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Resurrection Genomics: Millennia-Old Palm Trees Live Again

Photo credit: David Coppedge.

Seeds are packages of life, equipped to disperse and sprout in new environments. Protected by a durable coat, they contain the complete genome of the species along with an endosperm of nutrition for the first day of emergence into the light. As could be expected, seeds cannot last forever. Temperature changes, humidity, ionizing radiation from cosmic rays and underground radionuclides, attacks by other organisms, and various mutagenic factors will take their toll. 

Readers may have unused seed packets from years gone by; they might want to try an interesting experiment to see if they can still sprout. It would be hard to beat the longevity of seeds of some date palms from the Judean desert. Seeds dating from 1,800 to 2,200 years old have sprouted and grown into healthy palm trees. They not only grew, but still maintain their ability to make new seeds that sprout. It’s like these seeds have awakened from a Rip Van Winkle sleep or have risen from the dead.

In February 2020, Sarah Sallon of the Hadassah Medical Organization in Jerusalem with eight other international researchers published in the AAAS open-access journal Science Advances about this amazing phenomenon. In their paper, “Origins and insights into the historic Judean date palm based on genetic analysis of germinated ancient seeds and morphometric studies,” they describe how they gave the trees pet names based on Biblical characters:

Of the hundreds of ancient date seeds and other botanical material recovered from excavations carried out in the Judean desert between 1963 and 1991 (fig. S1), 32 well-preserved date seeds from the archaeological sites of Masada, Qumran, Wadi Makukh, and Wadi Kelt were planted in a quarantine site at Kibbutz Ketura (table S1). Of these, six ancient seeds germinated and were further identified by the following monikers: Masada: “Adam”; Qumran: “Jonah,” “Uriel,” “Boaz,” and “Judith”; and Wadi Makukh: “Hannah” (Figs. 1 and 2). [Emphasis added.]

A Seed from Masada

The team’s first success occurred in 2008. A seed from Masada, radiocarbon dated at 1,900 years old, germinated and grew. In the 2020 report, they got six more seeds to sprout and grow. Think of the possibilities of learning about ancient civilizations from the genomes of trees long extinct!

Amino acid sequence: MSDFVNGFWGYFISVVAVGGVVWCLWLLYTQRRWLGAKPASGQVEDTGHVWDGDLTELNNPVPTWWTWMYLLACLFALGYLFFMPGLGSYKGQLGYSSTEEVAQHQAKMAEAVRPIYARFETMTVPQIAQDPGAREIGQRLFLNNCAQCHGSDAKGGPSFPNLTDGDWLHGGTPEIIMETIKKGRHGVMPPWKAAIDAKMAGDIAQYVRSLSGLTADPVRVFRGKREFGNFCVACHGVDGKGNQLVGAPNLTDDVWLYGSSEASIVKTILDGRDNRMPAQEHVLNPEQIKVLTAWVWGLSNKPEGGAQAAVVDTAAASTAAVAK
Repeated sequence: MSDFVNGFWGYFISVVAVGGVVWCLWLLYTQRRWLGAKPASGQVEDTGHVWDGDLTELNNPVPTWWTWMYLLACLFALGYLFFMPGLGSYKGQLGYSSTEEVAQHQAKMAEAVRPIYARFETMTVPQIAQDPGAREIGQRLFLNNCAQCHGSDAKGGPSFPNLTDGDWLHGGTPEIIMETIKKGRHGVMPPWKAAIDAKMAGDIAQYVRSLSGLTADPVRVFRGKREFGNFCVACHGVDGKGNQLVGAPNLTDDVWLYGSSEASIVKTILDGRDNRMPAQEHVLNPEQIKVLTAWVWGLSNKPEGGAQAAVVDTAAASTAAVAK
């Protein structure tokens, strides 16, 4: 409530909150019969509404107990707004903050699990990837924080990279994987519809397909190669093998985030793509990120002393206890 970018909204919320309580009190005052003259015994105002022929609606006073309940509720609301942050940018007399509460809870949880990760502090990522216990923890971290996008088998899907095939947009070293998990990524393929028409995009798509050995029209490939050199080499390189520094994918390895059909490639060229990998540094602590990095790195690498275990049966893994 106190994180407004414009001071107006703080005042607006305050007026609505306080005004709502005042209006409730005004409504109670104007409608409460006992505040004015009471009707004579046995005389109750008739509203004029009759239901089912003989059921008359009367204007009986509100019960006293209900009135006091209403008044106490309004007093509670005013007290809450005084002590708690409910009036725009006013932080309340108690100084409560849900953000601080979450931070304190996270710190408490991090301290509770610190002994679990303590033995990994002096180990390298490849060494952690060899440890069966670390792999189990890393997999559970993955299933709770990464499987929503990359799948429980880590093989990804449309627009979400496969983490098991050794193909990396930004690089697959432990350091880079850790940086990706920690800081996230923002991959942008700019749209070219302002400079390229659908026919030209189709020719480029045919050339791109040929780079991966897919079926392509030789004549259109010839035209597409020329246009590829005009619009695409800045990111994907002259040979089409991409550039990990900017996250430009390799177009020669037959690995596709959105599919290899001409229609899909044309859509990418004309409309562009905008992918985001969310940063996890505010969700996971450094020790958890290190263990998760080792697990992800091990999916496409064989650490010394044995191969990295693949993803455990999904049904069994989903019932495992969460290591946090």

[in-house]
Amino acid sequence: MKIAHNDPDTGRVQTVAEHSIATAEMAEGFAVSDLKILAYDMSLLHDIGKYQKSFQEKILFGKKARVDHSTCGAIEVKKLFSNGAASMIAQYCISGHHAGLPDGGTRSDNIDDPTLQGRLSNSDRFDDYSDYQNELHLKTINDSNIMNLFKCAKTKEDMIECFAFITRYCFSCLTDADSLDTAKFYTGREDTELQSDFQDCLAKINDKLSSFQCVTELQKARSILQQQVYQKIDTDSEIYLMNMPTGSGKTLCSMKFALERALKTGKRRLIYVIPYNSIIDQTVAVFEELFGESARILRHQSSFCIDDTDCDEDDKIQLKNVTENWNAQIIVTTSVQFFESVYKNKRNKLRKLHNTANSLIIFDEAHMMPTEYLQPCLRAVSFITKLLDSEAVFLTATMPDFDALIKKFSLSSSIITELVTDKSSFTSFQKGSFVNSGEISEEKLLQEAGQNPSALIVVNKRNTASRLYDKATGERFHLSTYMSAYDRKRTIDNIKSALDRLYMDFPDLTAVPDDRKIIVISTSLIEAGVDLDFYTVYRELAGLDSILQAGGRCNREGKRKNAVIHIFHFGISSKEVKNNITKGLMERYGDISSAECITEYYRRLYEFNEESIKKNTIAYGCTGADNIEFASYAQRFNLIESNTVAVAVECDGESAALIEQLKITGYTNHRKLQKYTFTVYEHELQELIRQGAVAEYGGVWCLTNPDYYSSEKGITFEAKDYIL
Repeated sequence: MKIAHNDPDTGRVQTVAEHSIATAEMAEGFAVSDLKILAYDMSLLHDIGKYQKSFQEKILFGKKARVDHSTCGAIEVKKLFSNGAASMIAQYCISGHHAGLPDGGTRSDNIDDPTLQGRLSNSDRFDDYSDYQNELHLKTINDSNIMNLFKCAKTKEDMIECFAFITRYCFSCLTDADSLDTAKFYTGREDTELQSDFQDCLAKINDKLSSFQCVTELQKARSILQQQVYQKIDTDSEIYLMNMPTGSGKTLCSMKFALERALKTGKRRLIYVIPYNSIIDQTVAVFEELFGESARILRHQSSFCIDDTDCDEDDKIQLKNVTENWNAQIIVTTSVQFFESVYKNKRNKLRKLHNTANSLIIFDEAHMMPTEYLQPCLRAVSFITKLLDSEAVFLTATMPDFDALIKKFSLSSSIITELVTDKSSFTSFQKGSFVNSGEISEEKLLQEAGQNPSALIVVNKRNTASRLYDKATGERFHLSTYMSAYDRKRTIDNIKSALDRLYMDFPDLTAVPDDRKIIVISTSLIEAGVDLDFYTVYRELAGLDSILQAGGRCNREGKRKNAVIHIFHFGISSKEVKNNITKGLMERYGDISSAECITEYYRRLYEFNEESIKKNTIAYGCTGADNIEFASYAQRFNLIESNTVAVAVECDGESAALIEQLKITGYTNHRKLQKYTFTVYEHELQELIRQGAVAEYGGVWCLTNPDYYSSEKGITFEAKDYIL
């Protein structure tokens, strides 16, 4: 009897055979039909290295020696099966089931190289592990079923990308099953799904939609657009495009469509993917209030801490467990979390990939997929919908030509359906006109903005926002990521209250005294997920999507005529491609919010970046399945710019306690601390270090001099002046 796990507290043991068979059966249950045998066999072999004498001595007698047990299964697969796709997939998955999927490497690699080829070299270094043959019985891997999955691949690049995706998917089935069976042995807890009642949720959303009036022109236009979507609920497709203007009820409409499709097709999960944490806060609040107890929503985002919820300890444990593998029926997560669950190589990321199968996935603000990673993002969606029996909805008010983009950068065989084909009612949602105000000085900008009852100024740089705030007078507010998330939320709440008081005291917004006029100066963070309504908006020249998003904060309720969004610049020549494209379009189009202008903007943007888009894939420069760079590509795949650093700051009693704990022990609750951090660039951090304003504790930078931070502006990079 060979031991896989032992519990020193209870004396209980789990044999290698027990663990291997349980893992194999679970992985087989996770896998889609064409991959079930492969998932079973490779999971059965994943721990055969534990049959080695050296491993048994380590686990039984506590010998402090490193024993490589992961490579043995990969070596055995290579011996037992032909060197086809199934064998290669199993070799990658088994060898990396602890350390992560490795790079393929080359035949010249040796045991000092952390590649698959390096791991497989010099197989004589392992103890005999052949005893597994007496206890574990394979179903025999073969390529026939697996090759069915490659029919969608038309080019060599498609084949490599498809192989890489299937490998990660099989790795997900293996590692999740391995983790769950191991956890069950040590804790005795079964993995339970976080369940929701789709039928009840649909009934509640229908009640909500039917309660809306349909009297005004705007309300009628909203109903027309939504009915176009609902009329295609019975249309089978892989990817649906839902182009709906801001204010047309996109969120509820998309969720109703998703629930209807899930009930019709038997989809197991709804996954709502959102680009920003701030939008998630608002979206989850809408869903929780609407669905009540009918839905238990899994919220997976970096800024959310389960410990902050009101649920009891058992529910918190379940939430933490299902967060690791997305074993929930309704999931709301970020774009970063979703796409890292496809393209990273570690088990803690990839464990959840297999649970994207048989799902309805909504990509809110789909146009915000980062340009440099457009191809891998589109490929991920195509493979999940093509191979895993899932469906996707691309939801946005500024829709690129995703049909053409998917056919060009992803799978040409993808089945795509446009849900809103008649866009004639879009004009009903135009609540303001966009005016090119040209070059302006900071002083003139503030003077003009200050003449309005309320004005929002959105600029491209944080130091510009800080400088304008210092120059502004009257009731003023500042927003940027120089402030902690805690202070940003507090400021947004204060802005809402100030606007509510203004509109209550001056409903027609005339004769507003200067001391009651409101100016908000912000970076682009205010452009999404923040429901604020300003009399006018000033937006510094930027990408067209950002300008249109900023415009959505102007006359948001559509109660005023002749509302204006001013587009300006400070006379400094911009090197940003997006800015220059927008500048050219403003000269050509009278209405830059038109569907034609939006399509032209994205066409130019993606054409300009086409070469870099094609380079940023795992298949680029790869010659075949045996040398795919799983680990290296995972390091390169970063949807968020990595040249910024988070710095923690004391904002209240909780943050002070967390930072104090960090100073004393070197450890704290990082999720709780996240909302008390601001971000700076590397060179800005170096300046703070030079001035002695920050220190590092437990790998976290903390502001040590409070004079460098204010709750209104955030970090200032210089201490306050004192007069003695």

This study, which confirms the long-term survival of date palm seeds, provides a unique opportunity to rediscover the origins of a historic date palm population that existed in Judea 2000 years ago. The characteristics of the Judean date palm may shed light on aspects of ancient cultivation that contributed to the quality of its fruit and is thus of potential relevance to the agronomic improvement of modern dates.

Ancient dates were favored for their size and sweetness. Now, Sallon and six other colleagues have published additional results in PNAS, discussing “The genomes of ancient date palms germinated from 2,000 y old seeds.” Focusing on what they can learn about date palm agriculture from two millennia ago, they introduce the term “resurrection genomics.”

Resurrection genomics is an alternative to ancient DNA approaches in studying the genetics and evolution of past and possibly extinct populations. By reviving biological material such as germinating ancient seeds from archaeological and paleontological sites, or historical collections, one can study genomes of lost populations. We applied this approach by sequencing the genomes of seven Judean date palms (Phoenix dactylifera) that were germinated from ∼2,000 y old seeds recovered in the Southern Levant. Using this genomic data, we were able to document that introgressive hybridization of the wild Cretan palm Phoenix theophrasti into date palms had occurred in the Eastern Mediterranean by ∼2,200 y ago and examine the evolution of date palm populations in this pivotal region two millennia ago.

The “evolution” discussed in the paper is of no Darwinian consequence. To the extent it resulted from natural variation, it is microevolutionary. To the extent it was purposefully guided by farmers, it is “artificial selection” (intelligent design). The genomic differences they found are among interfertile species that have undergone hybridization and introgression. The team was able to use the genetic variations between these seven trees to trace sources of date palm genes from Crete, Judea and North Africa. From those data, they could infer some possibilities about what the ancient empires were doing before the seeds were stashed at Masada, Qumran and other hideouts.